Barna Group just released a study revealing the most “Bible-minded” cities in America. Being “Bible-minded” means the people polled in that city read the Bible weekly and hold to its accuracy in teaching. Of the 96 cities polled, only 5 cities ranked 50% or higher. The highest overall are generally in the South and the lowest are in New England.
Of course, meeting the criteria of this poll doesn’t necessarily mean the person polled is a Christian. But the fact remains that the Bible is not a foundational part of American’s lives. With around 70% of Americans claiming to be Christian, it appears that perhaps only half of us are “Bible-minded.” (This is a rough estimation, but I think it is fair.) The word of God has been relegated to being another book on the self, or in the e-reader. It remains in the culture as guide among many, utilized when convenient.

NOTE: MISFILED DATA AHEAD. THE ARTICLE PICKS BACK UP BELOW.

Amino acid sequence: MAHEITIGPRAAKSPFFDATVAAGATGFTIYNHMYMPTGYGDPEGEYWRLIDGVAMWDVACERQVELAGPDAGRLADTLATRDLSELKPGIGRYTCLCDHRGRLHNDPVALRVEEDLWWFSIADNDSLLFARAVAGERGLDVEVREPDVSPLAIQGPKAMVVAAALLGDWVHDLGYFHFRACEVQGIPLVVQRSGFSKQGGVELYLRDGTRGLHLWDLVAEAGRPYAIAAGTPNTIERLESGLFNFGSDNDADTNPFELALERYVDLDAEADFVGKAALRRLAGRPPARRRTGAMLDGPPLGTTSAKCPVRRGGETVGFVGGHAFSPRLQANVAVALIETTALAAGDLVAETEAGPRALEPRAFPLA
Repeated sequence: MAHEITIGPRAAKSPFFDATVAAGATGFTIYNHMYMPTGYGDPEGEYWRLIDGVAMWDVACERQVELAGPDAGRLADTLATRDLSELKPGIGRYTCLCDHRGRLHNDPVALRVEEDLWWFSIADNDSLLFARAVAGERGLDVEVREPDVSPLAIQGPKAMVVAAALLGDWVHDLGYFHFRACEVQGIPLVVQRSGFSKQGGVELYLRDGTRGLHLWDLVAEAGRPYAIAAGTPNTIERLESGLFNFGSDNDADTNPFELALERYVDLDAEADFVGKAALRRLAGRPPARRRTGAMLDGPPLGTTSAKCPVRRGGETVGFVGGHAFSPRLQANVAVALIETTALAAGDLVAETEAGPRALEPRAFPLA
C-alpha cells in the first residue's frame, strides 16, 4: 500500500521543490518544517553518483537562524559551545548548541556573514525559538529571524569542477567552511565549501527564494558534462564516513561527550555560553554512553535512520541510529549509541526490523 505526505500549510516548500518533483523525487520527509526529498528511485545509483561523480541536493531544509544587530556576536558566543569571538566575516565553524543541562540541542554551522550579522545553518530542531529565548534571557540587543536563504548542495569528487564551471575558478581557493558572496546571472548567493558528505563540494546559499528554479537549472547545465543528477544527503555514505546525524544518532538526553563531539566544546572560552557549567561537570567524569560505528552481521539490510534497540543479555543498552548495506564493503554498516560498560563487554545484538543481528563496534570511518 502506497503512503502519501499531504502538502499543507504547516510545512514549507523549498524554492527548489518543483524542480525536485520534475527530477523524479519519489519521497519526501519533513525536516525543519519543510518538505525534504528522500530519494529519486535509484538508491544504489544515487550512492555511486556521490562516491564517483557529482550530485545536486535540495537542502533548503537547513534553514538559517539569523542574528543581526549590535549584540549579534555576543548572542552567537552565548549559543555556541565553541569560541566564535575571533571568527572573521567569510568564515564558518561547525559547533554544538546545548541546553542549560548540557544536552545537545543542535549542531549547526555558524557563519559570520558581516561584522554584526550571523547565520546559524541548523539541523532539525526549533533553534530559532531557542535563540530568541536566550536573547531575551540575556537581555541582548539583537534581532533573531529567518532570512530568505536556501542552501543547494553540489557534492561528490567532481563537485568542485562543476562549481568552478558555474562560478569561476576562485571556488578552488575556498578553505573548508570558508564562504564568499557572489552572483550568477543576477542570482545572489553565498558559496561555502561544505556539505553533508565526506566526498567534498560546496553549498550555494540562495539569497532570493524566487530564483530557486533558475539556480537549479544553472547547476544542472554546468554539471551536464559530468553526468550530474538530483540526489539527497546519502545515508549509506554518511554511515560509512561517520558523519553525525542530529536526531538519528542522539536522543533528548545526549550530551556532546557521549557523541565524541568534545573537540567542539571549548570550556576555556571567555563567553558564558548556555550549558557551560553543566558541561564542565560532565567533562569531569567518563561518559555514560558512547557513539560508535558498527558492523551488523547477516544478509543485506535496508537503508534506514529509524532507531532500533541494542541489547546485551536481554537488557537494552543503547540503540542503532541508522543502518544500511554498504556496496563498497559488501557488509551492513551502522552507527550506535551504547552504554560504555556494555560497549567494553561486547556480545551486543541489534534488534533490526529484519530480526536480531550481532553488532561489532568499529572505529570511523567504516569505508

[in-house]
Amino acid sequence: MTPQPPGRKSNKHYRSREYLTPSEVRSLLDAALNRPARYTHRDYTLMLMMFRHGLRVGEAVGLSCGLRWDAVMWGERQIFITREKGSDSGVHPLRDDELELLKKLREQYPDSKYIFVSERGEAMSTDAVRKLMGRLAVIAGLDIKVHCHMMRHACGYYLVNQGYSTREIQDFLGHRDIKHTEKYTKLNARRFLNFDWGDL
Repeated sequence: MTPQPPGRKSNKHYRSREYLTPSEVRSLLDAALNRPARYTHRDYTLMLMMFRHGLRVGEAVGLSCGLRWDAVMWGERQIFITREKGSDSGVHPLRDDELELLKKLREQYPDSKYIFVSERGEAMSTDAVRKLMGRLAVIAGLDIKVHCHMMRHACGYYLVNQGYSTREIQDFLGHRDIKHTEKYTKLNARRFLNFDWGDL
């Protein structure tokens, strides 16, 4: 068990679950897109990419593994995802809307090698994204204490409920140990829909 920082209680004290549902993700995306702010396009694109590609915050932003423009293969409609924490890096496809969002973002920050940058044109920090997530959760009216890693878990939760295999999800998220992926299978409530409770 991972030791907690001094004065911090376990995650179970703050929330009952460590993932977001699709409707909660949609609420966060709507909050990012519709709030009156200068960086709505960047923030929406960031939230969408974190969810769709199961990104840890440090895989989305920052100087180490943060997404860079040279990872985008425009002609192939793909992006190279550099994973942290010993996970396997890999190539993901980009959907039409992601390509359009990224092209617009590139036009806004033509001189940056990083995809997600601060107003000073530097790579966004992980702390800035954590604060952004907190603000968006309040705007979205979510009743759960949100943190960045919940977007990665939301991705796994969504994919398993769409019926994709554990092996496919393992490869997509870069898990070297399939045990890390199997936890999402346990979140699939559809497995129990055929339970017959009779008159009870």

What would it look like for the Bible to take root in our lives once more? The Bible has always been relevant, but its relevance needs to be promoted. It has always been instructive, but its application needs to be made more critically. Its words are inspired by the creator of the universe, our creator, and as such it provides better truth, goodness, and beauty than anything it competes against in our lives.
A series of short, five minute films were made in 1962, each based on a Psalm. My favorite is from Psalm 3, called “The Crowd.” It stars William Shatner as actor and narrator, and the screenplay was written by him as well. Rather than describe the film, I will point you to watching it on Youtube.
I appreciate this film because it portrays a man so rooted in biblical thinking that his mind goes to the Psalms in a time of trouble. He seeks comfort not in a bottle or a woman, but in the inspired words of a man after God’s own heart. The more we read the Bible and the more we trust its accuracy, the more we depend on God, its author.